The power of women’s friendships: Do people really still devalue it?

This weekend, it seemed all of my lady friends on Facebook were linking to this piece by Emily Rapp. It’s a lovingly-rendered tribute to the older mentors who’ve shaped her and the current friends who’ve saved her–and a beautiful articulation of the power of female friendship.

Recently I overheard a man say at a yoga class, “Yeah, well, you get two women together and it’s like bitch central.” I could have told him he only needed one, in fact, and that would be me, but it also made me realize how much people diminish and poo-poo the real power and strength of female friendship, especially between women, which is either supposed to descend into some kind of male lesbian love scene porn fantasy or be dismissed as meaningless or be re-written as a story of competition. Here’s the truth: friendships between women are often the deepest and most profound love stories, but they are often discussed as if they are ancillary, “bonus” relationships to the truly important ones. Women’s friendships outlast jobs, parents, husbands, boyfriends, lovers, and sometimes children.

It’s a great piece and you should read all of it. But I’m also curious: Do people really dismiss women’s friendships these days? Is that seriously still a thing? I wrote a couple years ago, in a partial defense of Sex and The City, that we still live in a “culture that prioritizes romantic love and familial ties over friendship” and that women are still taught to “to hate each other, to compete for male attention, to bring each other down.”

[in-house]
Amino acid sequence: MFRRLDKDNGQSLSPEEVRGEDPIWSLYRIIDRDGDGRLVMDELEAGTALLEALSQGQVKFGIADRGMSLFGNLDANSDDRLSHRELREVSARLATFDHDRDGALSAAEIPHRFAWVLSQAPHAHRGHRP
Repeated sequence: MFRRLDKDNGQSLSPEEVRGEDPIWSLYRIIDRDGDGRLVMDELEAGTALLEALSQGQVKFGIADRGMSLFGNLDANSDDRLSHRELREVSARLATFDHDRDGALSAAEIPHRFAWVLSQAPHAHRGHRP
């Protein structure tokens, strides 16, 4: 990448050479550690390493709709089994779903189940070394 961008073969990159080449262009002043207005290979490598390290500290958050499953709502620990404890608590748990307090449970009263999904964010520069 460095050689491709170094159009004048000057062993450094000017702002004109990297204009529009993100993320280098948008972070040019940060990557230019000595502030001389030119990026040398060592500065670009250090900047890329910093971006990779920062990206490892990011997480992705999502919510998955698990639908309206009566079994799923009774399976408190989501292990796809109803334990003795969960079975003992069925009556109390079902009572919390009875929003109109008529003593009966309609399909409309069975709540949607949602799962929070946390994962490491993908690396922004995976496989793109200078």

I still think that’s largely true, of course. But I guess I’m more optimistic than ever that people my age–women and men–are succeeding in imagining and living out alternatives. If there’s one thing I took away from Niobe Way’s excellent book on boys’ friendships, it’s that it’s easy to overlook the ways that people resist their culture’s expectations. I really believe that my generation will defeat couple-talism, learn to value guys’ friendships, prove that men and women can be friends, and build such strong lady friendships that they will literally change the world.

Granted, pop culture–which always tends to be a little behind the times–seems to be a mixed bag these days when it comes to female friendship. We’ve got Liz Lemon, who is a cool, smart lady who has somehow managed to go far in life without making friends with a single other woman. But up next on NBC, Leslie Knope gives us some of the best portrayals of lady friendship I’ve seen on TV in awhile. Bridesmaids offered a refreshing take–but ultimately couldn’t break out of the marriage-centric mode to be particularly radical.

But whether or not sit-coms and rom-coms are delivering accurate portrayals on screen, women are building and working hard to maintain these important relationships–even in the face of cultural structures that make it difficult. Because clearly it’s worth it.

Maya and Martha
Me and my best friend Martha

Atlanta, GA

Maya Dusenbery is an Executive Director in charge of Editorial at Feministing. Maya has previously worked at NARAL Pro-Choice New York and the National Institute for Reproductive Health and was a fellow at Mother Jones magazine. She graduated with a B.A. from Carleton College in 2008. A Minnesota native, she currently lives, writes, edits, and bakes bread in Atlanta, Georgia.

Maya Dusenbery is an Executive Director of Feministing in charge of Editorial.

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  • Malaise

    The end of her article is what really hits home for me. We’ve prioritized romantic love to such a ridiculous degree, it devalues the very deep — and yes, loving — platonic lifelong friendships that people can form (with women, or men, for that matter).

  • Emily Sanford